This story originally appeared in the Dealernews August 2010 issue.
In the world of events, we often form alliances with other organizations or people who can bring value to the table. The value might be an exchange of services between two parties, i.e., bartering for knowledge or skills. It could be connections or the ability to influence other people, assets that would enhance your event, or just good old-fashioned cold, hard cash.
The simplest example of bartering with someone for knowledge would be a partnership between your business (the party who wants to throw a party) and me (who, let’s just say, would like a new set of riding gear). This is a simple barter arrangement that meets the needs for both of us, assuming you think I have the ability to plan your party.
On your staff and in your circle of business associates and friends, you probably have access to a lot of people you could partner with to get your event produced. One scenario: You might need invitations, fliers or banners designed. I bet you know someone who does design work — or you know someone who knows someone. Maybe that person would do some work for you in exchange for something from you, like gear, service on their bike or a little custom work for their motorcycle. Take the worksheet you used to determine your budget and scan it. Anything on it that requires you to pay someone to get the task done is a candidate for possible bartering. Think of the money you can save!
• Connections: We all like to have people in our camp who have horsepower. You know, the guy or girl who seems to effortlessly get others to do their bidding with a smile and wink. Depending on the size of your event, you might call on people you know who can help you get a permit, or permission to close the traffic lane in front of your store. Maybe you want to have a vendor area in the parking lot, but you’ve got to go through city hall to get clearance. You might decide you want to float a giant blimp of a motorcycle over your store. Chances are, your city or town will make you jump through a couple of hoops to make that happen. Make it a point to develop relationships with the people in your community who can help when you need them.
At both the International Motorcycle Shows and Dealer Expo, we host a number of special events. These involve partnerships with people and companies who have the assets we need. We partner with clubs that can bring in vintage motorcycles. We partner with riding schools to help us host our Welcome Center. We partner with dealershipuniversity.com to host educational programs. We partner whenever and wherever it makes sense. If your event is going to have entertainment, demonstrations or feature displays, think about who you know who would have an interest in getting involved. Define what value you can provide in return for their services. This is important. Partnerships don’t work when you do all the getting and they do all the giving. Any marriage counselor could tell you that.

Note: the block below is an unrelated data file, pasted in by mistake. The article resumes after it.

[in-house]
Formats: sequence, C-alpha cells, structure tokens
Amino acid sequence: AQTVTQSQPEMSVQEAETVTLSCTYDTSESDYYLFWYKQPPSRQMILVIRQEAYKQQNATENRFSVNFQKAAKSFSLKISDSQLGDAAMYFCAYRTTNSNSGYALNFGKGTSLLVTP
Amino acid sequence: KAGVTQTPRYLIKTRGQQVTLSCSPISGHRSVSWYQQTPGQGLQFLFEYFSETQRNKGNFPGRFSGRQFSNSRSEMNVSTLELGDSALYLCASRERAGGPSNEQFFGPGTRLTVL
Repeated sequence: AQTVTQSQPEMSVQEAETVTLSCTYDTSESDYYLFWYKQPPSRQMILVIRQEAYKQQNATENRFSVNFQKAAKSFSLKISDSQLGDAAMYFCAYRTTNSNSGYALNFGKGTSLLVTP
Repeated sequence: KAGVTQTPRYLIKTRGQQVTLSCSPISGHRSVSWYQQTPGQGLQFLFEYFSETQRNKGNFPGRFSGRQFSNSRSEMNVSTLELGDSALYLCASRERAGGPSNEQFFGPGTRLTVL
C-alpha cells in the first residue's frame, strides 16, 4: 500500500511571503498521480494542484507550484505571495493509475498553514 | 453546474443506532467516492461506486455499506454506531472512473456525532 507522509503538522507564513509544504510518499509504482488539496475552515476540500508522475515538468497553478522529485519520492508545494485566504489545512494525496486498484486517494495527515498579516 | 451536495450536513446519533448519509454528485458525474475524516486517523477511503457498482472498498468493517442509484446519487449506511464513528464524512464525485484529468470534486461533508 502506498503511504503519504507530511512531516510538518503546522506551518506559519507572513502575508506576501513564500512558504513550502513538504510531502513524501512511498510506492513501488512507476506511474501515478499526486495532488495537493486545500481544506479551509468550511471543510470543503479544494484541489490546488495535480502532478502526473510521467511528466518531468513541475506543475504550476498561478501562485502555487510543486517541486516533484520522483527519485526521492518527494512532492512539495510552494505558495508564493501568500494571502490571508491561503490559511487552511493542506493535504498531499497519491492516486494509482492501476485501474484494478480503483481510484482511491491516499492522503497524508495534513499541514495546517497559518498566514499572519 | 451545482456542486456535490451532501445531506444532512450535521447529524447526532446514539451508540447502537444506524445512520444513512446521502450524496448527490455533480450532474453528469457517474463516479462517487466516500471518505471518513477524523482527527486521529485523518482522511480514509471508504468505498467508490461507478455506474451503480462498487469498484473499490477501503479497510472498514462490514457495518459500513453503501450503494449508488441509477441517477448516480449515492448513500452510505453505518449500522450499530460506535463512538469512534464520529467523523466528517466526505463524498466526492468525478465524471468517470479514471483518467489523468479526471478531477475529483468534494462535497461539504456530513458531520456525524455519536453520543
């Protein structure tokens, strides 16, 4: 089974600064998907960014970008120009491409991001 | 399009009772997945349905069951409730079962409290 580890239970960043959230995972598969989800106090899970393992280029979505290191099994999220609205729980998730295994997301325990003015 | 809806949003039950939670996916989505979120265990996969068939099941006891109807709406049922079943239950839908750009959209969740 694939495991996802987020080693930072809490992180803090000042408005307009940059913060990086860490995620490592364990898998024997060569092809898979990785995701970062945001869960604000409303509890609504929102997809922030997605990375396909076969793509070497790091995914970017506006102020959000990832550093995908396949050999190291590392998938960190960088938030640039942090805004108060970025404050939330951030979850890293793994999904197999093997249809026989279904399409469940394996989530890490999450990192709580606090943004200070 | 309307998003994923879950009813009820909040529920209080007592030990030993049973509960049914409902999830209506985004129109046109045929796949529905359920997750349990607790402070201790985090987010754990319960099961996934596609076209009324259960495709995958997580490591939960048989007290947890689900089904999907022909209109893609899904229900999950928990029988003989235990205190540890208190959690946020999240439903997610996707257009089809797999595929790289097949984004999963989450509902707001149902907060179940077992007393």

• Sponsorships are part and parcel of the event business. Potential sponsors are like the most popular kids at school — everyone wants to be their friend. If you think your event is a candidate for potential sponsors, you’ll need to ask and answer some simple questions. If you can’t answer them, chances are you won’t get very far with your sponsorship dreams. Sponsors don’t give you money simply because you’ve got a groovy event. What does your potential sponsor need to get out of the experience? Does it need leads? Does it want contact and connection with your audience (i.e., customers)? Maybe you’re doing an event that benefits a local charity. Maybe your sponsor wants affiliation with something that is giving back to the community. Once you’ve established the need, you have to provide the sponsor something of value that meets those needs. So if your sponsor wants leads, you need to make sure your event gives it the platform to collect them. A simple program might be a giveaway that features the sponsor’s products. You would put the giveaway in a high-traffic area, display the items being given away in an attractive manner, make sure you have giveaway forms, pencils and a place to put the forms, and, if possible, hang a banner over the area — at the minimum, have a professional sign. If you were promoting your event in advance, you would market the sponsor and giveaway on your website, on the event fliers and posters, and in any advertising you do.
What is all of that worth? It depends on how many people your event will attract, how many impressions your marketing will deliver and how many leads you will eventually capture for your sponsor. A side note: Just because you think your sponsorship program is worth a certain dollar amount, chances are, the sponsor won’t. Time to negotiate.
Because I’ve used giveaways as an example, I’m compelled to tell you that if you’re going to run a giveaway at your event or in your store, please, please, please know your local and state laws relative to this type of program. The laws are plentiful and tricky, and when you don’t follow them, it’s painful. Partnering does involve commitment. It’s a relationship that requires communication and a desire from all parties to make the event a success.
Pick partners who believe in your vision and who can enhance it, and you will have a better event with satisfied customers — which should lead to great word-of-mouth marketing for you, and more sales.